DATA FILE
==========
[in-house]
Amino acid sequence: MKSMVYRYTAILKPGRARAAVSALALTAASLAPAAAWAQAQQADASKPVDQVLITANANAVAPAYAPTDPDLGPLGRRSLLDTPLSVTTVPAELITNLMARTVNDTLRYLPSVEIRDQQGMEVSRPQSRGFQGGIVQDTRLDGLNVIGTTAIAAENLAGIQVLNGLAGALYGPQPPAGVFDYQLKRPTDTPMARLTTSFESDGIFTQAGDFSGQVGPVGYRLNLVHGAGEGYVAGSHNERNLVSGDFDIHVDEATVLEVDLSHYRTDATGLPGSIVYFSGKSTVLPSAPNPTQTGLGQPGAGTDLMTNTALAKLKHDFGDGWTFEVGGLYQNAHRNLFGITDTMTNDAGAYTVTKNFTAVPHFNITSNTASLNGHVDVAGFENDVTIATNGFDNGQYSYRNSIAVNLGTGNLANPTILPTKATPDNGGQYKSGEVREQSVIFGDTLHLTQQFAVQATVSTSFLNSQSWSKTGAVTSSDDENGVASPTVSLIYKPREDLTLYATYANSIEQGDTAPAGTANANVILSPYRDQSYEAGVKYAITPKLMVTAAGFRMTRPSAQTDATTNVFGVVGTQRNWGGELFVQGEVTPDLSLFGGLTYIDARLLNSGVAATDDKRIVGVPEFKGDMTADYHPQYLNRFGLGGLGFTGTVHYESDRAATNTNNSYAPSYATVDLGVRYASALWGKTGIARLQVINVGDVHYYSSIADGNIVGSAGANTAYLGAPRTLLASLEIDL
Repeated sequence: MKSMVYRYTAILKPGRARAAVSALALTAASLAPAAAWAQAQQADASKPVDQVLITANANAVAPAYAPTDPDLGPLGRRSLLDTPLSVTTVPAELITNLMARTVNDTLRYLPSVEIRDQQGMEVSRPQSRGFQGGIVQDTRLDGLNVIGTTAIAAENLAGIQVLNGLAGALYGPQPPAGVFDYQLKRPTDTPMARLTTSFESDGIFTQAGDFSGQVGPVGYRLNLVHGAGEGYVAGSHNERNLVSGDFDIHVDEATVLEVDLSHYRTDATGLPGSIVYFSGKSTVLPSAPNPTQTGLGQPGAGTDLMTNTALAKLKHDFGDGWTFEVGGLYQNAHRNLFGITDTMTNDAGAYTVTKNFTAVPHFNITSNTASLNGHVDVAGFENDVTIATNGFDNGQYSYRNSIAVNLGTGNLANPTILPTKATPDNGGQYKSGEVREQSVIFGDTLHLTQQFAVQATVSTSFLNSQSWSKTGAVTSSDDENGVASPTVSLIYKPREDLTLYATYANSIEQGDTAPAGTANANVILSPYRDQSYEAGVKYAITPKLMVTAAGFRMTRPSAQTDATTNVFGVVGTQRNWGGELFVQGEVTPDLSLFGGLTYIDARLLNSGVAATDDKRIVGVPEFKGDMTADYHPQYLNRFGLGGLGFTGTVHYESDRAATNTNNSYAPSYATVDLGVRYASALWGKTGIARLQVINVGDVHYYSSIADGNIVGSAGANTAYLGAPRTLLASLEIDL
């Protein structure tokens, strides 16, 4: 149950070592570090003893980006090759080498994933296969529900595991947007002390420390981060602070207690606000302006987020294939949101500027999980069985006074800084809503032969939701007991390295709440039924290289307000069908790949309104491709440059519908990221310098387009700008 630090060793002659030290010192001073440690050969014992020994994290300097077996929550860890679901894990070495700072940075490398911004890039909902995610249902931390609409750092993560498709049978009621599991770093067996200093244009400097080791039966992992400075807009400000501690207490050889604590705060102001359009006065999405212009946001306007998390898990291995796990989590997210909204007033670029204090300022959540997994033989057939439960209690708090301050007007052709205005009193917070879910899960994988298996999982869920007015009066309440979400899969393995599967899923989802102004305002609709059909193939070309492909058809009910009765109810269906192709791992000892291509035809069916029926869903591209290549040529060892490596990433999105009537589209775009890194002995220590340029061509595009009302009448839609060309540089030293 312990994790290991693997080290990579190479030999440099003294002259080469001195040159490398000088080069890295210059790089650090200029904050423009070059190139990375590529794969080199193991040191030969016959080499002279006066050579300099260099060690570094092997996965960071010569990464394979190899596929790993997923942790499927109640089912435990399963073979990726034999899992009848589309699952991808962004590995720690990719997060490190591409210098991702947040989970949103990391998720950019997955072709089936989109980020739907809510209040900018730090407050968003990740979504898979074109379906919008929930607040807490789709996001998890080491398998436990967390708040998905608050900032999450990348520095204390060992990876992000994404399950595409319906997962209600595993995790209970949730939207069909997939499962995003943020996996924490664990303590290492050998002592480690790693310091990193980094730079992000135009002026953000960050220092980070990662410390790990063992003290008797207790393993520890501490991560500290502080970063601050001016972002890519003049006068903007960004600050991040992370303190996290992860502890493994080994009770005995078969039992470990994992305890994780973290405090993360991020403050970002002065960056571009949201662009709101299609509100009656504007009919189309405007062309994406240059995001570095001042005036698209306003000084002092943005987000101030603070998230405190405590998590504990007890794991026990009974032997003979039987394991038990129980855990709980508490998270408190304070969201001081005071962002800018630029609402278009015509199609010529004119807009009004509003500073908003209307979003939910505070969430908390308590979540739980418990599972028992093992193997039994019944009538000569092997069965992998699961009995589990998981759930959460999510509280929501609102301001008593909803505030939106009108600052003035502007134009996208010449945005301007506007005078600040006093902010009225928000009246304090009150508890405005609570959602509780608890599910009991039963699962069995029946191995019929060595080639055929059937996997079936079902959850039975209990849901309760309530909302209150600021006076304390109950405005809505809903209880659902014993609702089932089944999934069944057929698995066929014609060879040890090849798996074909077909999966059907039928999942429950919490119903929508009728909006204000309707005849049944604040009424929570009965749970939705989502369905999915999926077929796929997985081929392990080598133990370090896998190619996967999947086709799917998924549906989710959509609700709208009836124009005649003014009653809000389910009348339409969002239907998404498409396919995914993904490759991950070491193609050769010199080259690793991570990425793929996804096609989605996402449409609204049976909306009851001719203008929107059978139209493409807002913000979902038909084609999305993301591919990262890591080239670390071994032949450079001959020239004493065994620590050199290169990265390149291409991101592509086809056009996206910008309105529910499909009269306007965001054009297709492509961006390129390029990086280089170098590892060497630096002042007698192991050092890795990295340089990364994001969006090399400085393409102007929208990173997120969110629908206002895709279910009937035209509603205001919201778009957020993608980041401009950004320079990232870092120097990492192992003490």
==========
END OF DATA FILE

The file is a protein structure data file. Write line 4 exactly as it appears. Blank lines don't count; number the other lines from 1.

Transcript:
């Protein structure tokens, strides 16, 4: 149950070592570090003893980006090759080498994933296969529900595991947007002390420390981060602070207690606000302006987020294939949101500027999980069985006074800084809503032969939701007991390295709440039924290289307000069908790949309104491709440059519908990221310098387009700008 630090060793002659030290010192001073440690050969014992020994994290300097077996929550860890679901894990070495700072940075490398911004890039909902995610249902931390609409750092993560498709049978009621599991770093067996200093244009400097080791039966992992400075807009400000501690207490050889604590705060102001359009006065999405212009946001306007998390898990291995796990989590997210909204007033670029204090300022959540997994033989057939439960209690708090301050007007052709205005009193917070879910899960994988298996999982869920007015009066309440979400899969393995599967899923989802102004305002609709059909193939070309492909058809009910009765109810269906192709791992000892291509035809069916029926869903591209290549040529060892490596990433999105009537589209775009890194002995220590340029061509595009009302009448839609060309540089030293 312990994790290991693997080290990579190479030999440099003294002259080469001195040159490398000088080069890295210059790089650090200029904050423009070059190139990375590529794969080199193991040191030969016959080499002279006066050579300099260099060690570094092997996965960071010569990464394979190899596929790993997923942790499927109640089912435990399963073979990726034999899992009848589309699952991808962004590995720690990719997060490190591409210098991702947040989970949103990391998720950019997955072709089936989109980020739907809510209040900018730090407050968003990740979504898979074109379906919008929930607040807490789709996001998890080491398998436990967390708040998905608050900032999450990348520095204390060992990876992000994404399950595409319906997962209600595993995790209970949730939207069909997939499962995003943020996996924490664990303590290492050998002592480690790693310091990193980094730079992000135009002026953000960050220092980070990662410390790990063992003290008797207790393993520890501490991560500290502080970063601050001016972002890519003049006068903007960004600050991040992370303190996290992860502890493994080994009770005995078969039992470990994992305890994780973290405090993360991020403050970002002065960056571009949201662009709101299609509100009656504007009919189309405007062309994406240059995001570095001042005036698209306003000084002092943005987000101030603070998230405190405590998590504990007890794991026990009974032997003979039987394991038990129980855990709980508490998270408190304070969201001081005071962002800018630029609402278009015509199609010529004119807009009004509003500073908003209307979003939910505070969430908390308590979540739980418990599972028992093992193997039994019944009538000569092997069965992998699961009995589990998981759930959460999510509280929501609102301001008593909803505030939106009108600052003035502007134009996208010449945005301007506007005078600040006093902010009225928000009246304090009150508890405005609570959602509780608890599910009991039963699962069995029946191995019929060595080639055929059937996997079936079902959850039975209990849901309760309530909302209150600021006076304390109950405005809505809903209880659902014993609702089932089944999934069944057929698995066929014609060879040890090849798996074909077909999966059907039928999942429950919490119903929508009728909006204000309707005849049944604040009424929570009965749970939705989502369905999915999926077929796929997985081929392990080598133990370090896998190619996967999947086709799917998924549906989710959509609700709208009836124009005649003014009653809000389910009348339409969002239907998404498409396919995914993904490759991950070491193609050769010199080259690793991570990425793929996804096609989605996402449409609204049976909306009851001719203008929107059978139209493409807002913000979902038909084609999305993301591919990262890591080239670390071994032949450079001959020239004493065994620590050199290169990265390149291409991101592509086809056009996206910008309105529910499909009269306007965001054009297709492509961006390129390029990086280089170098590892060497630096002042007698192991050092890795990295340089990364994001969006090399400085393409102007929208990173997120969110629908206002895709279910009937035209509603205001919201778009957020993608980041401009950004320079990232870092120097990492192992003490």